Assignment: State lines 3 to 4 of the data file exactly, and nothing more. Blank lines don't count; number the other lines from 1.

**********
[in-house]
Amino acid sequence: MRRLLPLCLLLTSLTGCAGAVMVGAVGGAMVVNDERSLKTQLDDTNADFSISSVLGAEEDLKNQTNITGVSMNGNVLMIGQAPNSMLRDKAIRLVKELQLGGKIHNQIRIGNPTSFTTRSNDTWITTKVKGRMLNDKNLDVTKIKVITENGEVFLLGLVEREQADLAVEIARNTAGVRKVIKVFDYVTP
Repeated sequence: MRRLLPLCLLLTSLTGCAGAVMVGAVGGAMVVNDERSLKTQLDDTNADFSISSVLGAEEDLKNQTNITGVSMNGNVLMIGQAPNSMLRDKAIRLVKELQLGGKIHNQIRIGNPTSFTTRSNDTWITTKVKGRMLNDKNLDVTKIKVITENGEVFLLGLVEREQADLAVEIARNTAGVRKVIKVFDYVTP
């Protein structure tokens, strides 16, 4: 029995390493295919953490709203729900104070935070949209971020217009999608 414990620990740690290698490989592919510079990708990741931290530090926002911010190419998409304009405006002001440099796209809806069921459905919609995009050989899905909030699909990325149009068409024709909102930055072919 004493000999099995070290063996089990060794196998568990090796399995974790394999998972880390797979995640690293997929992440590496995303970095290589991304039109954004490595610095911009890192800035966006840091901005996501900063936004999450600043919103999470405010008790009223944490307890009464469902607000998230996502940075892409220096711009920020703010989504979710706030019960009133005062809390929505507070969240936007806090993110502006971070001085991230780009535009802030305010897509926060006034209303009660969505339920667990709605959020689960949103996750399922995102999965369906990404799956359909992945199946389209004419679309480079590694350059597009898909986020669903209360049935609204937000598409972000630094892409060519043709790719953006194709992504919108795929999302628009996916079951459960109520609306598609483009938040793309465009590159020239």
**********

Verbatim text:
Repeated sequence: MRRLLPLCLLLTSLTGCAGAVMVGAVGGAMVVNDERSLKTQLDDTNADFSISSVLGAEEDLKNQTNITGVSMNGNVLMIGQAPNSMLRDKAIRLVKELQLGGKIHNQIRIGNPTSFTTRSNDTWITTKVKGRMLNDKNLDVTKIKVITENGEVFLLGLVEREQADLAVEIARNTAGVRKVIKVFDYVTP
């Protein structure tokens, strides 16, 4: 029995390493295919953490709203729900104070935070949209971020217009999608 414990620990740690290698490989592919510079990708990741931290530090926002911010190419998409304009405006002001440099796209809806069921459905919609995009050989899905909030699909990325149009068409024709909102930055072919 004493000999099995070290063996089990060794196998568990090796399995974790394999998972880390797979995640690293997929992440590496995303970095290589991304039109954004490595610095911009890192800035966006840091901005996501900063936004999450600043919103999470405010008790009223944490307890009464469902607000998230996502940075892409220096711009920020703010989504979710706030019960009133005062809390929505507070969240936007806090993110502006971070001085991230780009535009802030305010897509926060006034209303009660969505339920667990709605959020689960949103996750399922995102999965369906990404799956359909992945199946389209004419679309480079590694350059597009898909986020669903209360049935609204937000598409972000630094892409060519043709790719953006194709992504919108795929999302628009996916079951459960109520609306598609483009938040793309465009590159020239």